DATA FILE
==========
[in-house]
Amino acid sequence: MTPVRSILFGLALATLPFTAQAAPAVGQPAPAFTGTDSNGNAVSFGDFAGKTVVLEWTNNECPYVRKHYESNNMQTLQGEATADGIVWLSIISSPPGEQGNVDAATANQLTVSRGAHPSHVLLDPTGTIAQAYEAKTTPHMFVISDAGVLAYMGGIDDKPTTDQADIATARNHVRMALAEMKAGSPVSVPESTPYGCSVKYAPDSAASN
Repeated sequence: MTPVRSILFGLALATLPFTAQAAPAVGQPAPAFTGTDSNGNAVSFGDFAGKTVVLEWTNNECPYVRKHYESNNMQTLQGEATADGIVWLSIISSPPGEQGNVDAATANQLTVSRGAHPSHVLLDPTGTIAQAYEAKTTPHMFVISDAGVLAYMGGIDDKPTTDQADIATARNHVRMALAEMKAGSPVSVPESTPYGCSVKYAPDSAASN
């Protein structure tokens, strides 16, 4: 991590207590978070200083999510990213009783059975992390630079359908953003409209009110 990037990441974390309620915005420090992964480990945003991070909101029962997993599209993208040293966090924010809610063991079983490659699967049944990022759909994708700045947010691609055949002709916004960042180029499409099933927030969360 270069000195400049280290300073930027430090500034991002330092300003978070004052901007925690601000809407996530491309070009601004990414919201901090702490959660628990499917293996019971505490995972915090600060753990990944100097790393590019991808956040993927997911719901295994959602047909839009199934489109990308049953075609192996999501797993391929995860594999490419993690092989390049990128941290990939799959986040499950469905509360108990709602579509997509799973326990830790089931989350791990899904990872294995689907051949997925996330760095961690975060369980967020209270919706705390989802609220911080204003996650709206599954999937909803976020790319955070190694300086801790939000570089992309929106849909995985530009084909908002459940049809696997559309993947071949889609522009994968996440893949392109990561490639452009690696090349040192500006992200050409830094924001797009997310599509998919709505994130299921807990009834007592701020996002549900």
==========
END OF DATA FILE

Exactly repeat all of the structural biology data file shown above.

[in-house]
Amino acid sequence: MTPVRSILFGLALATLPFTAQAAPAVGQPAPAFTGTDSNGNAVSFGDFAGKTVVLEWTNNECPYVRKHYESNNMQTLQGEATADGIVWLSIISSPPGEQGNVDAATANQLTVSRGAHPSHVLLDPTGTIAQAYEAKTTPHMFVISDAGVLAYMGGIDDKPTTDQADIATARNHVRMALAEMKAGSPVSVPESTPYGCSVKYAPDSAASN
Repeated sequence: MTPVRSILFGLALATLPFTAQAAPAVGQPAPAFTGTDSNGNAVSFGDFAGKTVVLEWTNNECPYVRKHYESNNMQTLQGEATADGIVWLSIISSPPGEQGNVDAATANQLTVSRGAHPSHVLLDPTGTIAQAYEAKTTPHMFVISDAGVLAYMGGIDDKPTTDQADIATARNHVRMALAEMKAGSPVSVPESTPYGCSVKYAPDSAASN
């Protein structure tokens, strides 16, 4: 991590207590978070200083999510990213009783059975992390630079359908953003409209009110 990037990441974390309620915005420090992964480990945003991070909101029962997993599209993208040293966090924010809610063991079983490659699967049944990022759909994708700045947010691609055949002709916004960042180029499409099933927030969360 270069000195400049280290300073930027430090500034991002330092300003978070004052901007925690601000809407996530491309070009601004990414919201901090702490959660628990499917293996019971505490995972915090600060753990990944100097790393590019991808956040993927997911719901295994959602047909839009199934489109990308049953075609192996999501797993391929995860594999490419993690092989390049990128941290990939799959986040499950469905509360108990709602579509997509799973326990830790089931989350791990899904990872294995689907051949997925996330760095961690975060369980967020209270919706705390989802609220911080204003996650709206599954999937909803976020790319955070190694300086801790939000570089992309929106849909995985530009084909908002459940049809696997559309993947071949889609522009994968996440893949392109990561490639452009690696090349040192500006992200050409830094924001797009997310599509998919709505994130299921807990009834007592701020996002549900």